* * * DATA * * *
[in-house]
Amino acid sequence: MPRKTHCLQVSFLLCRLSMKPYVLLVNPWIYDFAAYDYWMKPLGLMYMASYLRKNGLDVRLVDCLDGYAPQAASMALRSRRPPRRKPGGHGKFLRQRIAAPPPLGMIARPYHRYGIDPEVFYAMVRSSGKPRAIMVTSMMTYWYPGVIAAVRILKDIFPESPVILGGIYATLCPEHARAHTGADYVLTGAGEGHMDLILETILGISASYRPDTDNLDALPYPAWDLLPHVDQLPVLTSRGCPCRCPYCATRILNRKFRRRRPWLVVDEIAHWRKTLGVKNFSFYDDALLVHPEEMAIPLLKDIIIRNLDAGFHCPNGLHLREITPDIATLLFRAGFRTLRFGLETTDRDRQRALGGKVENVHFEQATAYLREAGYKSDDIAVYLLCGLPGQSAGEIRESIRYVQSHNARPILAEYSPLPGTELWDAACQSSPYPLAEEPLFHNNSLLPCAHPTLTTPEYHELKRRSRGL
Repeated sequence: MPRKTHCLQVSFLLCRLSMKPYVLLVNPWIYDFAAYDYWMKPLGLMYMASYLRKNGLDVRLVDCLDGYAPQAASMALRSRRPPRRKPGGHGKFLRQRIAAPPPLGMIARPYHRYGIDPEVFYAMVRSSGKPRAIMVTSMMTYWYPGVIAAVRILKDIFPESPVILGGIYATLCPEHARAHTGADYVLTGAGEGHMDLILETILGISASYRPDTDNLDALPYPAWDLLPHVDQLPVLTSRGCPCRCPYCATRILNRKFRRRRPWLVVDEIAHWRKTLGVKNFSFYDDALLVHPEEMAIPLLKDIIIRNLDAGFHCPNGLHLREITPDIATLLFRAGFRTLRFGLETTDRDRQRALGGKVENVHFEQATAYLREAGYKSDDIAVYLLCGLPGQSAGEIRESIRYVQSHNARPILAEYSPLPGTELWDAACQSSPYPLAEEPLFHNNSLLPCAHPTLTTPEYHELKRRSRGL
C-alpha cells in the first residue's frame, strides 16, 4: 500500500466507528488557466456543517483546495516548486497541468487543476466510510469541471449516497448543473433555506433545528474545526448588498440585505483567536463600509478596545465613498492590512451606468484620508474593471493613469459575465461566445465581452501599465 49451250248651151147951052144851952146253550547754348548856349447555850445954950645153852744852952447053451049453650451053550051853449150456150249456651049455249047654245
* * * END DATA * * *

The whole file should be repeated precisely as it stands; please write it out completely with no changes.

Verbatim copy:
[in-house]
Amino acid sequence: MPRKTHCLQVSFLLCRLSMKPYVLLVNPWIYDFAAYDYWMKPLGLMYMASYLRKNGLDVRLVDCLDGYAPQAASMALRSRRPPRRKPGGHGKFLRQRIAAPPPLGMIARPYHRYGIDPEVFYAMVRSSGKPRAIMVTSMMTYWYPGVIAAVRILKDIFPESPVILGGIYATLCPEHARAHTGADYVLTGAGEGHMDLILETILGISASYRPDTDNLDALPYPAWDLLPHVDQLPVLTSRGCPCRCPYCATRILNRKFRRRRPWLVVDEIAHWRKTLGVKNFSFYDDALLVHPEEMAIPLLKDIIIRNLDAGFHCPNGLHLREITPDIATLLFRAGFRTLRFGLETTDRDRQRALGGKVENVHFEQATAYLREAGYKSDDIAVYLLCGLPGQSAGEIRESIRYVQSHNARPILAEYSPLPGTELWDAACQSSPYPLAEEPLFHNNSLLPCAHPTLTTPEYHELKRRSRGL
Repeated sequence: MPRKTHCLQVSFLLCRLSMKPYVLLVNPWIYDFAAYDYWMKPLGLMYMASYLRKNGLDVRLVDCLDGYAPQAASMALRSRRPPRRKPGGHGKFLRQRIAAPPPLGMIARPYHRYGIDPEVFYAMVRSSGKPRAIMVTSMMTYWYPGVIAAVRILKDIFPESPVILGGIYATLCPEHARAHTGADYVLTGAGEGHMDLILETILGISASYRPDTDNLDALPYPAWDLLPHVDQLPVLTSRGCPCRCPYCATRILNRKFRRRRPWLVVDEIAHWRKTLGVKNFSFYDDALLVHPEEMAIPLLKDIIIRNLDAGFHCPNGLHLREITPDIATLLFRAGFRTLRFGLETTDRDRQRALGGKVENVHFEQATAYLREAGYKSDDIAVYLLCGLPGQSAGEIRESIRYVQSHNARPILAEYSPLPGTELWDAACQSSPYPLAEEPLFHNNSLLPCAHPTLTTPEYHELKRRSRGL
C-alpha cells in the first residue's frame, strides 16, 4: 500500500466507528488557466456543517483546495516548486497541468487543476466510510469541471449516497448543473433555506433545528474545526448588498440585505483567536463600509478596545465613498492590512451606468484620508474593471493613469459575465461566445465581452501599465 49451250248651151147951052144851952146253550547754348548856349447555850445954950645153852744852952447053451049453650451053550051853449150456150249456651049455249047654245